• Improving Medicare ASC facility reimbursement. We are delighted that after a decade of lobbying, ASCs now receive the same annual update (Hospital Market Basket) as HOPDs. (Indeed, our COLA this year, after adjustments, exceeded that of the hospitals.) However, our base rates are still about half that of the hospital, in part because CMS sets these rates based on unfair and irrational budget neutrality adjustments. Fixing this problem would meaningfully increase our facility fees. This should be our major payment policy objective moving forward.
  • Leveling the playing field in rates paid to hospitals and ASCs. Hospitals are paid about twice as much as ASCs to furnish a service, despite both having similar patients and costs. Reducing hospital rates to the ASC level is one of the few initiatives available to Congress with the potential to generate significant Medicare savings. Why should the ASC care about this development if our rates might not increase? It’s a volume and share-of-market proposition: services will undoubtedly migrate from the HOPD to surgery centers. Many hospitals are already less than enamored about ophthalmic surgery, and this concern will be heightened if payment rates are substantially reduced.
  • Combating CMS incentives for cataract surgery to be furnished in physician offices. Two years ago, CMS commenced an examination regarding the advisability of providing a facility fee for cataract surgery performed in the physician’s office. Based upon your very strong opinions on the issue, our response was unequivocal: This is bad policy, one that, if implemented without adequate regulatory safeguards, potentially threatens the health and safety of our patients. OOSS has been the lone voice amongst the major ophthalmology organizations to unalterably oppose treating cataracts in the unregulated office setting. CMS has not yet implemented this policy, and OOSS will remain vigilant in representing our members and ensuring that this misguided and imprudent initiative never sees the light of day.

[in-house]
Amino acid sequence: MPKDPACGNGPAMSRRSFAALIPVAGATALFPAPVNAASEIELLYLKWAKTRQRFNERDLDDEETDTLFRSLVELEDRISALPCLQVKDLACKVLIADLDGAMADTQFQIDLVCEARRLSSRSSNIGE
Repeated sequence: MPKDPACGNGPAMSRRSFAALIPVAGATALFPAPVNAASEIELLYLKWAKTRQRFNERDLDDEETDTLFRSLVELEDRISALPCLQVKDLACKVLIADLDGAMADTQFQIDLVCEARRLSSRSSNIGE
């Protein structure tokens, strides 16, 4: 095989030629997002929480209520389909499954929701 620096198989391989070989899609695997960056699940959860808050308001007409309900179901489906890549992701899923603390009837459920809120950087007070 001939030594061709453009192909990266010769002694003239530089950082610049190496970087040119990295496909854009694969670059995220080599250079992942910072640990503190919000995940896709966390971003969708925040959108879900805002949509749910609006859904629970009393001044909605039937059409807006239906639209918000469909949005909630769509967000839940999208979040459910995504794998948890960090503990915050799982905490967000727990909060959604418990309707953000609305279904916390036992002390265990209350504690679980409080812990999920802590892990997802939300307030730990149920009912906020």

• Ameliorating infection control/sterilization requirements not applicable to ophthalmic ASCs. CMS continues to articulate policies that unnecessarily complicate our facilities’ abilities to utilize safe and effective sterilization practices. Several years ago, the agency banned the use of flash sterilization on a routine basis and has since authored requirements that ASCs rigidly follow manufacturers’ directions for use, even though some of these instructions jeopardize the health and safety of our patients, e.g., the use of enzymatic cleaners.